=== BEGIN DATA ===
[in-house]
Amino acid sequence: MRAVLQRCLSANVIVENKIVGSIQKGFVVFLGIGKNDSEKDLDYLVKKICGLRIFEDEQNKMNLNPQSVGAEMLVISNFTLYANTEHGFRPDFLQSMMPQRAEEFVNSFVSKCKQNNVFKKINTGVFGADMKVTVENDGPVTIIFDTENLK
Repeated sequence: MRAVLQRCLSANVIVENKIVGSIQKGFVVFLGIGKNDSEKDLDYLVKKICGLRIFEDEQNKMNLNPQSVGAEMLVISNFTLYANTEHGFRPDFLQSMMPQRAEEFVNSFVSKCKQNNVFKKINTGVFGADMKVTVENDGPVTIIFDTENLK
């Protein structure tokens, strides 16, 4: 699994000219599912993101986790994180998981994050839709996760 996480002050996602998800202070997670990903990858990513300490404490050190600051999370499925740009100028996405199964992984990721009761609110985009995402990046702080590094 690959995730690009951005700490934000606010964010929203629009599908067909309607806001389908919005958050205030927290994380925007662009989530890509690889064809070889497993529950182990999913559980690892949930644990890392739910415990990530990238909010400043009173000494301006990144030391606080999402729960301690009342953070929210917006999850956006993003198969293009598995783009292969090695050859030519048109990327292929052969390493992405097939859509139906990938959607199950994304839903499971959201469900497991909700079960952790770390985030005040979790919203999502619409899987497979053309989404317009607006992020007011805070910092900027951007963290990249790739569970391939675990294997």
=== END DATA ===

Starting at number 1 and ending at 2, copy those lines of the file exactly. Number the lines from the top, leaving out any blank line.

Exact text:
[in-house]
Amino acid sequence: MRAVLQRCLSANVIVENKIVGSIQKGFVVFLGIGKNDSEKDLDYLVKKICGLRIFEDEQNKMNLNPQSVGAEMLVISNFTLYANTEHGFRPDFLQSMMPQRAEEFVNSFVSKCKQNNVFKKINTGVFGADMKVTVENDGPVTIIFDTENLK